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Problem: Given 5 colors to choose from, how many ways can we color the four unit squares of a $2\times 2$ board, given that two colorings are considered the same if one is a rotation of the other?

I saw an existing thread on this question but the answers used Burnside's Lemma, but I am not familiar with Group Theory (and I don't think it is necessary for this problem).

I know how to do this problem if each square on the board must be a different color: There are $5*4*3*2$ possible colorings for the four unit squares and we just divide that amount by 4 to account for rotationally similar arrangements.

However, this problem implies that all squares can be the same color, so I am unsure how to do it.

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    $\begingroup$ "and we just divide that amount by $4$ to account for rotationally similar arrangements" Yes... that is what burnsides lemma tells you to do. You have been using burnsides lemma all along, though a perhaps simplified form for a special case. $\endgroup$ – JMoravitz Apr 28 '18 at 17:29
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    $\begingroup$ So, you've counted how many ways to do this if they were all different colors. Now... how about if there were three colors present (one was repeated twice). Count if the squares of the same color are adjacent (using the square on the left as a reference point), count if they are apart (no good reference point). Now, if only two colors appear, what if both colors appear twice? Together versus apart. If one color appears three times and the other once (use the color appearing once as a reference point). If all four squares are the same color. $\endgroup$ – JMoravitz Apr 28 '18 at 17:32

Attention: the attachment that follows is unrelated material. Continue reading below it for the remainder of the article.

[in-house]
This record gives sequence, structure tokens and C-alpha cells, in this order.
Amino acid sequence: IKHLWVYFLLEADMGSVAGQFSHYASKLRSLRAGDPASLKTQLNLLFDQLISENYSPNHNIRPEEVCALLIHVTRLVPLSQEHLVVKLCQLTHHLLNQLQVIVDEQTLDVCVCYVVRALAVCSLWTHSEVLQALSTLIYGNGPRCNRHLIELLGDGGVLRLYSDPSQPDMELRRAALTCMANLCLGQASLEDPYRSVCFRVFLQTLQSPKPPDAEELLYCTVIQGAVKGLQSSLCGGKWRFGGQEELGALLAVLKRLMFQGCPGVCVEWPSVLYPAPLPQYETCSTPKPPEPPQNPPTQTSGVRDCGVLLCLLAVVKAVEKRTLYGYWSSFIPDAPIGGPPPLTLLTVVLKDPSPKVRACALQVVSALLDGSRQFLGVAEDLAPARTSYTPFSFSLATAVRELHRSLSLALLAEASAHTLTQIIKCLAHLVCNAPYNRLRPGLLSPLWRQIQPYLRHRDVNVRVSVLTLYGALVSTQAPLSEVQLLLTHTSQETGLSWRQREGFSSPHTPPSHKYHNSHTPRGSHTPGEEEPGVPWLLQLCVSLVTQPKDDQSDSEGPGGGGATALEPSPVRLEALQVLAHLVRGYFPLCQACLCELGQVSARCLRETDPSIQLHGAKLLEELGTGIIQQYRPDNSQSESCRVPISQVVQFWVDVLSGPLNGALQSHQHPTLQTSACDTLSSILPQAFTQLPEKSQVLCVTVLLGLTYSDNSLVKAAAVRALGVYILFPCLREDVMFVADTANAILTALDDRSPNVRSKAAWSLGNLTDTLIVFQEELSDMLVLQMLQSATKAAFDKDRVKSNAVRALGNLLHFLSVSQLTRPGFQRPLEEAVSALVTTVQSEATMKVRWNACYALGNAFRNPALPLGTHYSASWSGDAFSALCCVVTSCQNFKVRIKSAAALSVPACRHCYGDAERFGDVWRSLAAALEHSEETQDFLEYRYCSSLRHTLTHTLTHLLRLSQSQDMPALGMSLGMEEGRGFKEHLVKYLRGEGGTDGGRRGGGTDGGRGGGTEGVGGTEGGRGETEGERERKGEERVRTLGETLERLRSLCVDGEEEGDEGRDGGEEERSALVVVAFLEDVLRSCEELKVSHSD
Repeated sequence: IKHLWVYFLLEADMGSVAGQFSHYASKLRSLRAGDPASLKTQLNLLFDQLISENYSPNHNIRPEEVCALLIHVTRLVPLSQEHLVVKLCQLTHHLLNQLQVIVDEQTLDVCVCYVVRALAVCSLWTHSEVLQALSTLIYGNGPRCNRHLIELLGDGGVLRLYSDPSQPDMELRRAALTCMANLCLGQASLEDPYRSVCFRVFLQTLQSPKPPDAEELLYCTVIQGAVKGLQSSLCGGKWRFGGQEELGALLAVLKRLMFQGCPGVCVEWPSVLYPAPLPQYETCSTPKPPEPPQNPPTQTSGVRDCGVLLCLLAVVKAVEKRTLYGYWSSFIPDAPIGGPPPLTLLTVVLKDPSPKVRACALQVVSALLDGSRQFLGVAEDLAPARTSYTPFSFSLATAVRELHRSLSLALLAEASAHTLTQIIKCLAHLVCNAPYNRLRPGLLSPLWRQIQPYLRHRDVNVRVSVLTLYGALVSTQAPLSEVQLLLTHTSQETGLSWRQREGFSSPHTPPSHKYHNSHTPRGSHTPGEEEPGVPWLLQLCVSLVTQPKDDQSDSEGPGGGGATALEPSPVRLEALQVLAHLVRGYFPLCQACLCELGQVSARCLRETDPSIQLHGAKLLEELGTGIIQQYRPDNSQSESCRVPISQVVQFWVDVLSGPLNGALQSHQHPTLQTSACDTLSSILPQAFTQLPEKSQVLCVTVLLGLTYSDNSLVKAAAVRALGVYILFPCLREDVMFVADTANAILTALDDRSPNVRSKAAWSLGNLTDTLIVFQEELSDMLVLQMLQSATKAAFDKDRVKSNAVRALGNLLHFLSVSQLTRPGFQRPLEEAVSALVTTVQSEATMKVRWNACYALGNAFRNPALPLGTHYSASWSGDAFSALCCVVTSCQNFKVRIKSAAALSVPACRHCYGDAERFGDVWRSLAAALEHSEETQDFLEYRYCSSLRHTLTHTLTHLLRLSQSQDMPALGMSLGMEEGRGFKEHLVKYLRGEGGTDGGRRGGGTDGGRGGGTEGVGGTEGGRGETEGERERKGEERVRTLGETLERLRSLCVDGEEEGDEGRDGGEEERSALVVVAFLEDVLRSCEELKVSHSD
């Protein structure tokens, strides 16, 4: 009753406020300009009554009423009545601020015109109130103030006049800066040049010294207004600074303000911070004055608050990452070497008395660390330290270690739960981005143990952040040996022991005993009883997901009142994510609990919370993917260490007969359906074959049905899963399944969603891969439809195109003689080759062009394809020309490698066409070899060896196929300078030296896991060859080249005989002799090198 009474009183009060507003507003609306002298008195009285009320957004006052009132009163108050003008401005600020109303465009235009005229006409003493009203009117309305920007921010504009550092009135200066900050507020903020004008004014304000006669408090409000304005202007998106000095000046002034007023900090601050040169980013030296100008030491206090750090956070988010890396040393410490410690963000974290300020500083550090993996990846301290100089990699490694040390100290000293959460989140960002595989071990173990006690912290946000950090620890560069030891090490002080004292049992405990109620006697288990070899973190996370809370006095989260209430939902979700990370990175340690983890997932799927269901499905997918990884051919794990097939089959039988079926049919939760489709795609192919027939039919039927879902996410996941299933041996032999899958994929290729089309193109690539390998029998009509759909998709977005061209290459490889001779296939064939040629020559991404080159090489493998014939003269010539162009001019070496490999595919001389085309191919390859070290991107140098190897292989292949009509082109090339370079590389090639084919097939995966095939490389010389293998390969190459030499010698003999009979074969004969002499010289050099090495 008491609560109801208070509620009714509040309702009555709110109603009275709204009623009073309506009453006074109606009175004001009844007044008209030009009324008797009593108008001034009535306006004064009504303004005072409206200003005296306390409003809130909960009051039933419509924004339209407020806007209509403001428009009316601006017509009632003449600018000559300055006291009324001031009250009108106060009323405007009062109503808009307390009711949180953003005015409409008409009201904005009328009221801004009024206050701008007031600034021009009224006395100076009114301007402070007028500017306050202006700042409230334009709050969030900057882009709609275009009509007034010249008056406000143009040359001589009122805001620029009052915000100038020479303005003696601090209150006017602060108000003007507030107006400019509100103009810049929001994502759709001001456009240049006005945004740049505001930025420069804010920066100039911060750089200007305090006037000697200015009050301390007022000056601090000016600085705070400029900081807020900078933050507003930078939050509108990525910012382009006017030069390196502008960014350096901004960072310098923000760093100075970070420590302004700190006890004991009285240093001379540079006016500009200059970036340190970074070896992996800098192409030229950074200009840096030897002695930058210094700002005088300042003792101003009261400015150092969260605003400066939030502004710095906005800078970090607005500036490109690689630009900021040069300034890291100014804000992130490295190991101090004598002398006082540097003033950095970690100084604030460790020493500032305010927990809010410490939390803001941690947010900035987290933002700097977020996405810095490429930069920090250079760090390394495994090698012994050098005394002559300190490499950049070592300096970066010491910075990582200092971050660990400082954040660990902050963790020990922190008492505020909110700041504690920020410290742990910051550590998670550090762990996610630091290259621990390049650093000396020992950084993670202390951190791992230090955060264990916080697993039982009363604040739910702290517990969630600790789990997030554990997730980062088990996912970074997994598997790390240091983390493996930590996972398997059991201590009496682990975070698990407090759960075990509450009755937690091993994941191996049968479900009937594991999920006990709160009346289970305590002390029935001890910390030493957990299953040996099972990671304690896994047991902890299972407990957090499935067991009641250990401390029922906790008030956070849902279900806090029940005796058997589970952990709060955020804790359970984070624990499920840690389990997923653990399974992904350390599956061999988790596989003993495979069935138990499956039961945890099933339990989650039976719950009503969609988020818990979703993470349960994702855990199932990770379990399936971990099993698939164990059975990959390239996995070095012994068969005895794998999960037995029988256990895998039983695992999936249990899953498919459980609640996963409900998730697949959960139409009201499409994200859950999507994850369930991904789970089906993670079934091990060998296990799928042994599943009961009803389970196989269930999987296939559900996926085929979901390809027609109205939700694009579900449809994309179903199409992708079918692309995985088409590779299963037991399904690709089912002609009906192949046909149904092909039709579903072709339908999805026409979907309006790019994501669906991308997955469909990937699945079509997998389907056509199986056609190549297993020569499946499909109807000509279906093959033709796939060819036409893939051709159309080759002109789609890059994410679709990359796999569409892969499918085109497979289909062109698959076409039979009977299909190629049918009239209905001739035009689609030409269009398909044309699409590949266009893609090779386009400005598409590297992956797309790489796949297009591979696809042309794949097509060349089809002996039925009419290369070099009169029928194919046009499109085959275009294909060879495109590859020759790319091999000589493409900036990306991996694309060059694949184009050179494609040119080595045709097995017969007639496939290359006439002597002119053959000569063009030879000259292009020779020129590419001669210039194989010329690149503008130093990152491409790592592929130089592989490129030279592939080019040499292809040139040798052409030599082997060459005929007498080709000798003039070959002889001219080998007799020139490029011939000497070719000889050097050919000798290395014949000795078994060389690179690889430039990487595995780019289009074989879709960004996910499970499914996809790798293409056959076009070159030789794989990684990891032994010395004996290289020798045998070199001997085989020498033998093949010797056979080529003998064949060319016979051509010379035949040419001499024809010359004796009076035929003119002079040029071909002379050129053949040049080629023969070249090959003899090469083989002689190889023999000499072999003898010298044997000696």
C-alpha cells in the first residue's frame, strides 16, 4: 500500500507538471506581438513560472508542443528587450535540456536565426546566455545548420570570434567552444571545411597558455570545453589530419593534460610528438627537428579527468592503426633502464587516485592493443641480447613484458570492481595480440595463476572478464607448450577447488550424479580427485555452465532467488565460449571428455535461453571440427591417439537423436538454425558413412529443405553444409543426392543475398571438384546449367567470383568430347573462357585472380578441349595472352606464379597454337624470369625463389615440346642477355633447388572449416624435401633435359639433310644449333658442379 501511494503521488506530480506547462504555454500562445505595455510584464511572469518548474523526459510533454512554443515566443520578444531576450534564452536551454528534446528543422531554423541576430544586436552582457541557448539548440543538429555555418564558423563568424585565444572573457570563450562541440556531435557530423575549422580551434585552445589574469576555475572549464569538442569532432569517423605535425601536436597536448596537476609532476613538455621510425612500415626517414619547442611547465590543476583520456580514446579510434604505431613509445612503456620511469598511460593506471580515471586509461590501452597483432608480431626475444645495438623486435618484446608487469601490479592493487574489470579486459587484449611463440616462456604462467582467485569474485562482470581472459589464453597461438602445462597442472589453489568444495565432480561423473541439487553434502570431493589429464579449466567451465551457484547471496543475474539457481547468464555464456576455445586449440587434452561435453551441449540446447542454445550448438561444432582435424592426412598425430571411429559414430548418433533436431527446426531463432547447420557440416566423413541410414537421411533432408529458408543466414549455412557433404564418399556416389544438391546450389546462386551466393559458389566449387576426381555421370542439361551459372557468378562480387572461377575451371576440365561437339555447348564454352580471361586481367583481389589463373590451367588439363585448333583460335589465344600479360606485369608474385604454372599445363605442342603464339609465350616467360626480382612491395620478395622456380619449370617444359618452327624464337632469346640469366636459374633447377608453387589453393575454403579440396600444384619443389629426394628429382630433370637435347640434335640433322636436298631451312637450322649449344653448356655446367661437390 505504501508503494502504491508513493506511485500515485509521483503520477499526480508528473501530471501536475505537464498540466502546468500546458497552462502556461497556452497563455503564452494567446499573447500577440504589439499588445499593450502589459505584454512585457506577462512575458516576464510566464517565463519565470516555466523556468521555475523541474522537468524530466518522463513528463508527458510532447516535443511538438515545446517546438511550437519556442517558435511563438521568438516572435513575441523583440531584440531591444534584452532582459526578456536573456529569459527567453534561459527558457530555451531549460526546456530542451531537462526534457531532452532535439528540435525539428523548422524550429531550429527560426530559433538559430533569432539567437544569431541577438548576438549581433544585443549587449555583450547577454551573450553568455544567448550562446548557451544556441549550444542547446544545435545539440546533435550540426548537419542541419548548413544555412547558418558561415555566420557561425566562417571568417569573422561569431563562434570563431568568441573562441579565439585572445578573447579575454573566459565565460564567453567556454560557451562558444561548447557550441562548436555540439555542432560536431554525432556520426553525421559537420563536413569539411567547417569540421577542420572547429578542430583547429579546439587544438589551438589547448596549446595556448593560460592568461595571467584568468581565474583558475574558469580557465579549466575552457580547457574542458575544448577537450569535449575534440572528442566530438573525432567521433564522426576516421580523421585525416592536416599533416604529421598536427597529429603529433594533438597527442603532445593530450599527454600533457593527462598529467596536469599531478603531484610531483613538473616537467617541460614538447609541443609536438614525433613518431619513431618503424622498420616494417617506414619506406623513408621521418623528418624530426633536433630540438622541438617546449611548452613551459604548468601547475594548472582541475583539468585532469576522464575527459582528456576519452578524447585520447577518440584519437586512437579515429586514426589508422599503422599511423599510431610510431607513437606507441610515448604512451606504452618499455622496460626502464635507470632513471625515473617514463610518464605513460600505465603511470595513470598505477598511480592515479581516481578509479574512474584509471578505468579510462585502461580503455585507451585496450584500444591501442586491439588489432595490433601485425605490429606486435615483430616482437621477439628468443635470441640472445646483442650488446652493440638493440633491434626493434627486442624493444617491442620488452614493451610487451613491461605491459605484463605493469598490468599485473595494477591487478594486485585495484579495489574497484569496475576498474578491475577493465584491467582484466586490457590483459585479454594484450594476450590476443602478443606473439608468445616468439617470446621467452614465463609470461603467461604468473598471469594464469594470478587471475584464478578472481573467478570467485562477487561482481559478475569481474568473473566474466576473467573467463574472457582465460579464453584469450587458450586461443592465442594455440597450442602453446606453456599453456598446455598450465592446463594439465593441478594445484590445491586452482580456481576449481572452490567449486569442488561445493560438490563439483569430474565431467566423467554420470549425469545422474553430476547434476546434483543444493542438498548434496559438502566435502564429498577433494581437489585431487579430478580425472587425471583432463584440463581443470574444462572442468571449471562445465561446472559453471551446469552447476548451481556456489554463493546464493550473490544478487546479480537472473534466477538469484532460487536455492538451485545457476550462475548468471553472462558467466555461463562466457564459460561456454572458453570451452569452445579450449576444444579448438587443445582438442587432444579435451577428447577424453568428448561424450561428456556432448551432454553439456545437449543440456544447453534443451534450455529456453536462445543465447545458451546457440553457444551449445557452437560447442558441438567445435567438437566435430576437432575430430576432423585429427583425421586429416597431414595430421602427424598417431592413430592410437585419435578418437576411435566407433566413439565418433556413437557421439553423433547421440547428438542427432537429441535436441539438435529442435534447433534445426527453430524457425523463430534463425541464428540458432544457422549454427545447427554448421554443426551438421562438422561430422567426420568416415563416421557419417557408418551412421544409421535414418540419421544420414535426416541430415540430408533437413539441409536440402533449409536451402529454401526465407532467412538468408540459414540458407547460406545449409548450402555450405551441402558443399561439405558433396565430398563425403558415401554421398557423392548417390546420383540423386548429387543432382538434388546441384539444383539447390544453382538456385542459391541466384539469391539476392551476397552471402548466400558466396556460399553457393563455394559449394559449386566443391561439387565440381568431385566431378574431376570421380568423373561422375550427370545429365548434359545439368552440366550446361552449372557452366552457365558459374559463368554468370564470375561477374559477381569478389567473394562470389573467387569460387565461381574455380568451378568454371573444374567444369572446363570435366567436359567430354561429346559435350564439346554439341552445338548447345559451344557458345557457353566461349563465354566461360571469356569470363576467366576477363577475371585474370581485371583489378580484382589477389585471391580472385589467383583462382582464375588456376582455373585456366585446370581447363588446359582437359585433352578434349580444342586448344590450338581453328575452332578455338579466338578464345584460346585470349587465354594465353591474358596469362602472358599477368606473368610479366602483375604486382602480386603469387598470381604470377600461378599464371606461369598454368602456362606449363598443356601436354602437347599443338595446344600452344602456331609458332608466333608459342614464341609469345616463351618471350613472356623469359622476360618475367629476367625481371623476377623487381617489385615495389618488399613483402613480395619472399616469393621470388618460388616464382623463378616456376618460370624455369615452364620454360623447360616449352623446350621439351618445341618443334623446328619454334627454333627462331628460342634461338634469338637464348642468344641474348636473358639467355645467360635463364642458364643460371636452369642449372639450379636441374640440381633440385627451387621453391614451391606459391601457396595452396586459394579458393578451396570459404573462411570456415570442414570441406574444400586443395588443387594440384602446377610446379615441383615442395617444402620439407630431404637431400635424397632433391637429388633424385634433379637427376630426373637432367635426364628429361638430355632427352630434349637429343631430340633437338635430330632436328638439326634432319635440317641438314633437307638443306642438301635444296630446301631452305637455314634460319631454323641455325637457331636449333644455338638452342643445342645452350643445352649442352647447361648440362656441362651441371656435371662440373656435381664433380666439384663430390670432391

• $\begingroup$ if you have, for example, the coloration $\begin{tabular}{ccc} A & B\\B & A \end{tabular}$, two rotations are the same. $\endgroup$ – Martín Vacas Vignolo Apr 28 '18 at 17:33
  • $\begingroup$ Thanks for the help! I solved it. $\endgroup$ – MathGuy Apr 28 '18 at 18:07

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